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Profile: Samuel and Margaret Rugambwa

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Samuel and Margaret Rugambwa



- Projects and Programs
- Data and Statistics
- The World Bank in Uganda

On return from exile in 1990, Samuel Rugambwa and his wife Margaret were faced with unemployment. They decided to turn their fate around by creating their own jobs.

Determined to succeed, they began by conducting a needs assessment within Kampala city to establish what products were lacking. At the time, the country had just gained political stability and had a limited supply of basic-needs products such as soap and other cleaning agents. The Rugambwa’s decided to start producing cleaning detergents.

Challenges to Starting the Business

They converted their residential home into a cottage industry called SAMEG Chemical Products, the first company to produce cleaning detergents, beyond bar soap, in Uganda. The couple started with initial capital of Ushs 400,000 (USD400), which they had saved.

The marketing of their goods and penetrating the detergent industry became one of the main challenges Rugambwa and his wife faced. They turned to the Business Uganda Development Scheme (BUDS) a component of a World Bank funded Private Sector Competitiveness Project. The Project, funded by the World Bank since 1995 aims to improve enterprise creation and growth of Micro, Small and Medium Enterprises (MSMEs) by raising productivity and improving the quality, standards and reliability of MSME producers participating in export value chains.

As part of the Project, new schemes have been developed to target (i) improving technology; (ii) improving skills; (iii) supporting creation of innovative products and new lines of business by providing grants through a business plan competition scheme; and (iv) improving financial management of MSMEs to help increase their access to finance.

The World Bank’s Involvement in SAMEG

BUDS gave SAMEG a 50 percent refund for the cost of its participation in three regional trade exhibitions, exhibitions that helped the company gain access to the industry and market their products. The program also provided them with a grant to improve packaging and labeling, an effort that helped make SAMEG products more competitive. In addition, computers and financial management packages were provided, improving SAMEG’s business technological capacity.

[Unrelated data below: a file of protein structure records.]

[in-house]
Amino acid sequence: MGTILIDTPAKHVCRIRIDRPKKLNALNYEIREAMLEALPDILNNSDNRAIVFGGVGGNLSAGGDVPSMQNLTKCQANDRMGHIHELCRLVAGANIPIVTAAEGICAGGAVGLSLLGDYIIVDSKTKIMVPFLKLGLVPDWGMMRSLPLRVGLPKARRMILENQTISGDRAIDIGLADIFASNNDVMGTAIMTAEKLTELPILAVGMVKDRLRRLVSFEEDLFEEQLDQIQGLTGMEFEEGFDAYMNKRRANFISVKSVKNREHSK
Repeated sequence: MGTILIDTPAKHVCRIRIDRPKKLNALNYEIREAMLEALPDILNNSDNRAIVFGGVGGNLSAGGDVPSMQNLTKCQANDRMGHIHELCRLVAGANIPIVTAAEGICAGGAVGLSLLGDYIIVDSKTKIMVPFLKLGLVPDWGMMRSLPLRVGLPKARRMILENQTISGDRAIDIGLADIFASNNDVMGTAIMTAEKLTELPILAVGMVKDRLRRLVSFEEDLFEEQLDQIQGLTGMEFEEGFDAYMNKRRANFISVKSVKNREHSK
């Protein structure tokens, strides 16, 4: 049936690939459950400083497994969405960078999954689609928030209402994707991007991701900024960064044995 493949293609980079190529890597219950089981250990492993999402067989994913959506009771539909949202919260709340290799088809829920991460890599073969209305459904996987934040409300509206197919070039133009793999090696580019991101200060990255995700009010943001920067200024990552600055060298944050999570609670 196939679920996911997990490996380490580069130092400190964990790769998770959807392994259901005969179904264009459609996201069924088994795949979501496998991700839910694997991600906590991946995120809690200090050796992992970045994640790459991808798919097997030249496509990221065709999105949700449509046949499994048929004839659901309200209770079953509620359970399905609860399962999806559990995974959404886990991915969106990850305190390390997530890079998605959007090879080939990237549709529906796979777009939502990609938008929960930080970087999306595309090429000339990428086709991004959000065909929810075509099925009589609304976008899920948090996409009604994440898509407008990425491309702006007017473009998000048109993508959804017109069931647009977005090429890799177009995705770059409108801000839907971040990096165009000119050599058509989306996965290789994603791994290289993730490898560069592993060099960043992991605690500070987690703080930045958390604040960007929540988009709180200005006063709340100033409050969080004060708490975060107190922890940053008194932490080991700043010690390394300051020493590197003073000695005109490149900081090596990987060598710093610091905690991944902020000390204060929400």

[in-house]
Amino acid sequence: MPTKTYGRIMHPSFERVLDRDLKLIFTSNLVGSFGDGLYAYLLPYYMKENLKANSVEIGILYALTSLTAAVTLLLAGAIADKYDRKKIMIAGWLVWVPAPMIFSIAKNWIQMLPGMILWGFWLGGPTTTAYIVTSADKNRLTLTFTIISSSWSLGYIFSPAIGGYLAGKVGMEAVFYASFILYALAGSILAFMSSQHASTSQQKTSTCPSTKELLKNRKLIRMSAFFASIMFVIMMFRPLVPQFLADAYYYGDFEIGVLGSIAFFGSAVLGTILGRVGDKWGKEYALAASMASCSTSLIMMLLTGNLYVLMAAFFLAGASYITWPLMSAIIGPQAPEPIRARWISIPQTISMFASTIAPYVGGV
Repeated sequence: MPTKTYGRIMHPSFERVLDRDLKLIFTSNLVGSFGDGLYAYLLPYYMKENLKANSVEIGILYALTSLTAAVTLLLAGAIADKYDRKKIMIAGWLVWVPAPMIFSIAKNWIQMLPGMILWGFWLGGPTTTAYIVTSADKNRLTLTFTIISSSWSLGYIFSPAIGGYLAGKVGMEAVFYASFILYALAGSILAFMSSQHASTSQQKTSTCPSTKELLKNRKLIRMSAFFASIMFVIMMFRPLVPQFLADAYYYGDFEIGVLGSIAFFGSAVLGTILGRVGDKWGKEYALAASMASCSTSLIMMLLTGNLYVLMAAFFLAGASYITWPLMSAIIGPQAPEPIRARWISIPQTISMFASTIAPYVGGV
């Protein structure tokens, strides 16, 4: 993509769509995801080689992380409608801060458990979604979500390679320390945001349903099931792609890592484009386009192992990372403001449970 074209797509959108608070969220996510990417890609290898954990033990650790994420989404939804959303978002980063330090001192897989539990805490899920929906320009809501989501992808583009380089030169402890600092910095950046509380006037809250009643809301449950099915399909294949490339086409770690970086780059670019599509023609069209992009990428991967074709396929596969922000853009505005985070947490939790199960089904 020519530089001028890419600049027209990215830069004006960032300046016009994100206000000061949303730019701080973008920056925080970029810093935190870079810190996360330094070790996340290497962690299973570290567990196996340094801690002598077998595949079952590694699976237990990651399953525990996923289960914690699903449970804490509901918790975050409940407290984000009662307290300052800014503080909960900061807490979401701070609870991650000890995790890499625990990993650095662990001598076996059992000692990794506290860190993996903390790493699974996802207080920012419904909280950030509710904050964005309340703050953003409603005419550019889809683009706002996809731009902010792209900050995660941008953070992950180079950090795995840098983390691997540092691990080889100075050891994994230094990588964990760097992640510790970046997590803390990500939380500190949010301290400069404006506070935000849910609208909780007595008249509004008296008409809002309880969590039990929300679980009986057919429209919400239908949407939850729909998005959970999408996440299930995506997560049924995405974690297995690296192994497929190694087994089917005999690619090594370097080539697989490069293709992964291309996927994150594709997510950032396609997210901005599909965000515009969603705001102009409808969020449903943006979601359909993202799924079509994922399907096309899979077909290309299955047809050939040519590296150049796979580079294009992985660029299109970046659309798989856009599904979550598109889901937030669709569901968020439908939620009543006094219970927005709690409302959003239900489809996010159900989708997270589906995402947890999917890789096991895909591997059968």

To-date the Rugambwa’s business has grown by 50 percent, moving from cottage industry to small-scale business. The company produces a wide range of products including detergents, bleach, petroleum jelly, skin care products, shampoos, hand and shower gel. By the end of 2006 their total returns had multiplied to Ushs 400,000,000 (USD400,000).

Because of stiff competition, and the East African integration which brings together five countries – Kenya, Tanzania, Rwanda, Burundi and Uganda under a common market, SAMEG places emphasis on quality production, labeling, marketing, and timely delivery of products nationally and to neighboring countries like Rwanda.

The opening of regional markets poses new opportunities and challenges.

“We need to increase our productivity to meet growing demand,” said Rugambwa. “We need initiatives that can help local industries especially with machinery. It is an area untouched.”

Despite their many successes, the Rugambwas still face obstacles. They hail the government initiative to set up an industrial park at Namanve near Kampala city, but lament not having been able to acquire land there.

“I applied for land in the gazetted industrial park five years ago, with the aim of moving to a bigger facility to make room for expansion, but nothing has come out of it,” said Rugambwa. “My appeal is to government to put protective measures for local industries against foreign products and to provide access to cheaper credit.”

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